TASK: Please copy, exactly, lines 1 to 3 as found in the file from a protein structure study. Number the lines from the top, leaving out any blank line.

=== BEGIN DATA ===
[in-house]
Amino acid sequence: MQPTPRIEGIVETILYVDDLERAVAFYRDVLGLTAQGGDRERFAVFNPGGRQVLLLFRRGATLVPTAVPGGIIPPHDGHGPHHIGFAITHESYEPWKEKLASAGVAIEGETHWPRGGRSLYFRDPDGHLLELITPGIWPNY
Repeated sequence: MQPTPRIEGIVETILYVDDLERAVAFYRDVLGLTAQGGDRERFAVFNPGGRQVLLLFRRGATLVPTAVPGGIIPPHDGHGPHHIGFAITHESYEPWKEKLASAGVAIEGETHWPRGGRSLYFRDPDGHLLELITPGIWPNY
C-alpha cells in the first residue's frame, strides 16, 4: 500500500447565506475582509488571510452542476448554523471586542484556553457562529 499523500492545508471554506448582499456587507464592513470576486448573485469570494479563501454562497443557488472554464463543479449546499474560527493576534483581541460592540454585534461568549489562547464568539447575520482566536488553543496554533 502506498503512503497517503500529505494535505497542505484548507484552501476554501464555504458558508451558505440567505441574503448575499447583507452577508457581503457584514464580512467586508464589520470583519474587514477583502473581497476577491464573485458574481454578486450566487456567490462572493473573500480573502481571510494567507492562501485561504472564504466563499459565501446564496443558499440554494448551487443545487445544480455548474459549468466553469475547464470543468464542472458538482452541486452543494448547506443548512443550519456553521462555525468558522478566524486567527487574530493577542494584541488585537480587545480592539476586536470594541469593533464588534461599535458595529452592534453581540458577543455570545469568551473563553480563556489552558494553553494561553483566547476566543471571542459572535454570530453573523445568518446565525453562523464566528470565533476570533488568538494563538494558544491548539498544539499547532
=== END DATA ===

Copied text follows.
[in-house]
Amino acid sequence: MQPTPRIEGIVETILYVDDLERAVAFYRDVLGLTAQGGDRERFAVFNPGGRQVLLLFRRGATLVPTAVPGGIIPPHDGHGPHHIGFAITHESYEPWKEKLASAGVAIEGETHWPRGGRSLYFRDPDGHLLELITPGIWPNY
Repeated sequence: MQPTPRIEGIVETILYVDDLERAVAFYRDVLGLTAQGGDRERFAVFNPGGRQVLLLFRRGATLVPTAVPGGIIPPHDGHGPHHIGFAITHESYEPWKEKLASAGVAIEGETHWPRGGRSLYFRDPDGHLLELITPGIWPNY